Nordic roundup: DIP/JØP administration merger, KLP
Two of Denmark’s labour-market pension funds for professionals – engineers’ fund DIP and lawyers and economists’ fund JØP – are merging their administrative operations to cut costs.
The pension funds said they would put all of their administration together into one joint organisation covering their 76,000 members, from 15 June this year.
DIP has more than DKK35bn (€4.7bn) in assets under management, while JØP has more than DKK65bn.
Anders Eldrup, chairman of JØP’s trustee board, said: “The amalgamation will give our members an even better pension scheme.”
He said that, together, the two pension funds would be the best joint provider in the growing market for academic sector pension funds.
“This is a proactive cooperation, which will contribute to the consolidation in the market and give the best offering to members in terms of investments, products and services,” he said.
Members of DIP and JØP will continue to belong to the two independent pension funds and keep their savings and investments within those funds, the two parties said.
The funds will also continue to have their own trustee boards, assets and customer identities.
Two years ago, DIP and JØP merged their investment operations, saying the move was a natural consequence of their close cooperation with each other over many years.
The single investment department has since been led by the heads of both pension funds.
In 2006, the two pension funds moved into the same building and, some time after that, started to use a single system for all their members.
In other news, Norwegian public service pension fund KLP reported a 100% rise in contributions last year after municipalities continued to transfer their pensions to the scheme.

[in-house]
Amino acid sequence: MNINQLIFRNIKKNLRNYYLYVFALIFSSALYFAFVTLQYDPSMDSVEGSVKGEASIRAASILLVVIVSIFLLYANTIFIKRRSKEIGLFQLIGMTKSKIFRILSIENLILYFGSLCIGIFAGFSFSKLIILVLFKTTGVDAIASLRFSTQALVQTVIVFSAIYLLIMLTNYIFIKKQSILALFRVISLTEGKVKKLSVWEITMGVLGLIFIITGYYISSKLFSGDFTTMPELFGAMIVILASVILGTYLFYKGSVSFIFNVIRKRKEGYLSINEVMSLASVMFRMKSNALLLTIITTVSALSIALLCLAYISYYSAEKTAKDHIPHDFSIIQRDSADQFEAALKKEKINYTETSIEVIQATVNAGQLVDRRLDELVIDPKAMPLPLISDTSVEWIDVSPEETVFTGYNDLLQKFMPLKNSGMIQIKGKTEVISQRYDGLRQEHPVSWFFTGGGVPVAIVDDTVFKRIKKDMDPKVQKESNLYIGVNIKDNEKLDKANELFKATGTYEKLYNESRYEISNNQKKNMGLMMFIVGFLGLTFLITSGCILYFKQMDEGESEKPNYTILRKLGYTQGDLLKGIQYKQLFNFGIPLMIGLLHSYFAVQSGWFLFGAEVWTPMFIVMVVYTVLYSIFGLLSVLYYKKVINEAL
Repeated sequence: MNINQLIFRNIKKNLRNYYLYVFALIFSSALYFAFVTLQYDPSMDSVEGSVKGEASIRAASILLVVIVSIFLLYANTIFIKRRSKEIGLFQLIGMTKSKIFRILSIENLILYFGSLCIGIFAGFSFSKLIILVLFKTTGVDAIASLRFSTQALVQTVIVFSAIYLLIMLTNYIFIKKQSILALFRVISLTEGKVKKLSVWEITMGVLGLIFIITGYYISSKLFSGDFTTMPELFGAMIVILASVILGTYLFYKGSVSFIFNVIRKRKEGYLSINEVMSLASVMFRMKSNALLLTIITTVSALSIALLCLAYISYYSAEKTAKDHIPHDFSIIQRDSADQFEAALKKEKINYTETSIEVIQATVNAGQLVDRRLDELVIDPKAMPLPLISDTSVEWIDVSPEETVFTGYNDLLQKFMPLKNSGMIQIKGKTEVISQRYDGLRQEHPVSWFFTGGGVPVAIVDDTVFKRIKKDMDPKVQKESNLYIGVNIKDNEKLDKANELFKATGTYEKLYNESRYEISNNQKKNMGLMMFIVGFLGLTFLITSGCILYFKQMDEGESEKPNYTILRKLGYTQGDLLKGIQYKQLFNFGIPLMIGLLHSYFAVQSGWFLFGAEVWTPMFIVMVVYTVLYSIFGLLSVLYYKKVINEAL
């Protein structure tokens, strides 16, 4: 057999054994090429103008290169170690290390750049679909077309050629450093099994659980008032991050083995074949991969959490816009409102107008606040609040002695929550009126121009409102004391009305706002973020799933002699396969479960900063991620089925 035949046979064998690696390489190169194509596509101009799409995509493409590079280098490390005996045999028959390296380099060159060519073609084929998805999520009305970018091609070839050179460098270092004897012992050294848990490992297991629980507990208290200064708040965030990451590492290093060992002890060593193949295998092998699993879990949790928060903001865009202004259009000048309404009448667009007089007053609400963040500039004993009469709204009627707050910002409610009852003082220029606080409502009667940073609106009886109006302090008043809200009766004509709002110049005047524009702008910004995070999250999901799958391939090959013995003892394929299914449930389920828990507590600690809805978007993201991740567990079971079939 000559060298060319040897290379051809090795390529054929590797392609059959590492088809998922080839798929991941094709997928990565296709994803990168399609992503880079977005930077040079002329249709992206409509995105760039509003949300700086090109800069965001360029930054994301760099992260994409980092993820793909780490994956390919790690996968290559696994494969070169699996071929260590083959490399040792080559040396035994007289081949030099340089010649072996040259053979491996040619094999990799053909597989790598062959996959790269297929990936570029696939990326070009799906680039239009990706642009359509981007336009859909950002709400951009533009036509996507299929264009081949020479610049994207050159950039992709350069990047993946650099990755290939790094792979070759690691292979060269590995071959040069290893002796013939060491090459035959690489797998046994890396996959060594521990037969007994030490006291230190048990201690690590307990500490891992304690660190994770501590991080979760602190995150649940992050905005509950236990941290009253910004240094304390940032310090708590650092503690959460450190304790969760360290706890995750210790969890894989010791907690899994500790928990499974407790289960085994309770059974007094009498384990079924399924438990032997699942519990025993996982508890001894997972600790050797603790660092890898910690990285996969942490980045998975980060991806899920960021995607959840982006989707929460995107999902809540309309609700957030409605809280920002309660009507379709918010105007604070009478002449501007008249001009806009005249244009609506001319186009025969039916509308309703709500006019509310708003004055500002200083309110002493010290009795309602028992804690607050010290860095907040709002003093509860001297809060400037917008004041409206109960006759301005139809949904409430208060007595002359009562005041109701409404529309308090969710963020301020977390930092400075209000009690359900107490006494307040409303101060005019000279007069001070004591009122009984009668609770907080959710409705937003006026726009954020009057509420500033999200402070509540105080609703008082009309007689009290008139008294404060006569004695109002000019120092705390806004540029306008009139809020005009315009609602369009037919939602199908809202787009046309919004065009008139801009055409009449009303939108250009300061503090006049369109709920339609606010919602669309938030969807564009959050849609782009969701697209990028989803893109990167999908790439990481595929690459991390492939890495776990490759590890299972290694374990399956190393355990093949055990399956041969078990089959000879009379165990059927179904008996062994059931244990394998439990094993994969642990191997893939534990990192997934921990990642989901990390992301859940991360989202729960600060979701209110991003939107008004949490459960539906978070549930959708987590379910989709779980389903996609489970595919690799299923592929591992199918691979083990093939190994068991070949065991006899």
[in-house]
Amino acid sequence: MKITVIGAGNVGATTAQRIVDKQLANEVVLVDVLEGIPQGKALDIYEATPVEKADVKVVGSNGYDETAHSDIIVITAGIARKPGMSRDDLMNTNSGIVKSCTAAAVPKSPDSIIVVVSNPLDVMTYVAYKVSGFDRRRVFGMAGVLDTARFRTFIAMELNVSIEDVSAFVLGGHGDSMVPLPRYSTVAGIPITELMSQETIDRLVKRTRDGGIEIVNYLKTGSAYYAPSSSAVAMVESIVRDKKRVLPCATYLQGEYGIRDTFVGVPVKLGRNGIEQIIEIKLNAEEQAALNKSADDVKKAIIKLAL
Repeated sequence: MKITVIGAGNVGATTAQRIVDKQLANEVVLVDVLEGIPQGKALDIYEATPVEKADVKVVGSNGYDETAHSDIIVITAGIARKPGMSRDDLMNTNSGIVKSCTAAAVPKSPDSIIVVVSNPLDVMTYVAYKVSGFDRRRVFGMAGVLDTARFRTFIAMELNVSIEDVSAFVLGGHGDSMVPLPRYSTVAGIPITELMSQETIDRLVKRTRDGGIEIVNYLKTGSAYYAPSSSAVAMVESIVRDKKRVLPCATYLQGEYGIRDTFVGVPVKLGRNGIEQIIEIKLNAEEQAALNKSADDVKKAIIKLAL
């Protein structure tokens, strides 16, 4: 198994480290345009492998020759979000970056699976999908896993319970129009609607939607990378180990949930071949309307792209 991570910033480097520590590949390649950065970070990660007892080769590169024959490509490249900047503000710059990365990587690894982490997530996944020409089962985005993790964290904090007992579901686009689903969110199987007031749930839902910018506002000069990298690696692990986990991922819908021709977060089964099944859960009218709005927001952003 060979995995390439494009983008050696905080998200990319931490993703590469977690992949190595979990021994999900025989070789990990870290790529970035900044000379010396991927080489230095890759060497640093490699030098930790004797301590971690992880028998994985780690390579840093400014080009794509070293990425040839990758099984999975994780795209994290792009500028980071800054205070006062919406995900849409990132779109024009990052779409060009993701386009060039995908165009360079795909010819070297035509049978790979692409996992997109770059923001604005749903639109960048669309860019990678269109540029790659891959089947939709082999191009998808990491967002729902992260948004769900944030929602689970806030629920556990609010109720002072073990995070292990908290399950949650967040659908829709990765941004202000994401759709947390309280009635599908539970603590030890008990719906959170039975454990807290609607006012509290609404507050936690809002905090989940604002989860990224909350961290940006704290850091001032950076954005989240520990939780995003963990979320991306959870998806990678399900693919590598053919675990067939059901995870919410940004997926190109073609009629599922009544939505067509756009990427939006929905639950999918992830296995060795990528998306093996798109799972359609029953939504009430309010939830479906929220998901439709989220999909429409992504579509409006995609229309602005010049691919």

Contributions – excluding reserves that had been transferred into the scheme – climbed to NOK62.5bn (€7.2bn) in 2014 from NOK30.9bn the year before.
Sverre Thornes, group chief executive, said: “It has been difficult to accept such a large inflow as we had in 2014, and so it’s gratifying the feedback from our customers is good.”
In all, the transfers will mean an increase in premium reserves of NOK30bn and 156,000 additional pension scheme members, KLP said.
KLP’s business is continuing to swell as a result of moves by Storebrand and DnB Livsforsikring to withdraw from the Norwegian public occupational pensions market.
This has left KLP as the only provider in the sector, although Norwegian public bodies do have the option of setting up their own pension funds for their staff.
KLP said that, in 2014, a total of 58 local authorities and 203 public businesses had transferred their pensions to it.
So far this year, a further 15 municipalities transferred in, which means KLP now has 418 of Norway’s 446 municipalities and counties as public sector earnings-related pension customers.
The pension fund posted a book return of 4.3% for 2014, down from 6.4% in 2013, and a value-adjusted return of 6.9%, up from 6.7%.
Shares, traded bonds and property were the main contributors to the returns.
Equities produced a 13% return in the year, while traded bonds generated a return of 8.4% and property returned 6.9%.
Group assets under management rose to NOK491bn by the end of December 2014, from NOK399bn.